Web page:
What came first – Twitter or TV?

There have been 2 pieces of news doing the rounds in the last week on how Twitter influences TV viewing. In the US, Nielsen has just released a study that shows that, on average, an 8.5% jump in Twitter conversation about a show generated a 1% increase in ratings. And closer to home, UKTV have said that they believe Twitter conversation has driven TV ratings for their shows.

Putting aside that a 1% increase in ratings seems to be a derisory uplift (1% of a TVR of 3 puts it up to a whopping 3.03), and the good PR for Twitter, there is a danger that we lose sight of the bigger, more significant relationship between TV and Twitter: that TV is a huge driver of conversation on Twitter. The TV-on-Twitter phenomenon shows just how much TV still drives popular culture and what we talk about with each other. Second Synch’s data neatly shows the conversation patterns on Twitter mirror the rhythms, peaks and talking points of shows on TV. It doesn’t really happen the other way round.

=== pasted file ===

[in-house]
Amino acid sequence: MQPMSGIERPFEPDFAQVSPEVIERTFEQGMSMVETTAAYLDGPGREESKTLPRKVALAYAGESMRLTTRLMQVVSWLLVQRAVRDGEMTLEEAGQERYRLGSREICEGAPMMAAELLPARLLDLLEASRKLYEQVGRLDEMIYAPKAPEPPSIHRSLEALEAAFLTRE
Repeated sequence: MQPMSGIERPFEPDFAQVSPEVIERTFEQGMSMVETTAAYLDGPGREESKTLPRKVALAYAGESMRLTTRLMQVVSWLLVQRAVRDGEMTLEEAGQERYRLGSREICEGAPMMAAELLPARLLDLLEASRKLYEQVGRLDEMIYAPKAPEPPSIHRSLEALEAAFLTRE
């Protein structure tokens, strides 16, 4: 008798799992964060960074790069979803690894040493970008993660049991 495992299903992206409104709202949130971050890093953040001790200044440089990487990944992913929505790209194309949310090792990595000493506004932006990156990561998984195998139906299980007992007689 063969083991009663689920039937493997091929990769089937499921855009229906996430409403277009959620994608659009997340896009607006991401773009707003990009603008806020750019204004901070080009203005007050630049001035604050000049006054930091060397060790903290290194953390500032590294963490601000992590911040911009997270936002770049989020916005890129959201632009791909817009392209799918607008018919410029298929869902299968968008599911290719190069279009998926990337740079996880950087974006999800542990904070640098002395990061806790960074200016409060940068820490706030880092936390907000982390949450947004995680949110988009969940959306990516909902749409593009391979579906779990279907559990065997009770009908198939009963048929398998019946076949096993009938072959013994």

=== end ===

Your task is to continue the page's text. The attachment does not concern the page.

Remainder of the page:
A Twitter vs. TV debate is not particularly helpful, because the really useful and interesting bit for advertisers is the interplay between the two – and the opportunity to tactically or strategically be a part of conversation around TV, ideally adding value in some way. But it does throw up a point to consider: to what extent does social media really shape what we do, or is it more of a mirror of what’s happening in the world, in our lives or on our TV screens. This is a fundamental point, because it relates to if/how social media really drives behaviour or perception change in advertising. I don’t think there is an answer to this question yet, but it’s something as an industry we need to continue to interrogate.

For the record, I think it does – but not in the same immediate, linear way that broadcast advertising does. Which leaves a big question: how do brands influence behaviour, at scale, through social media?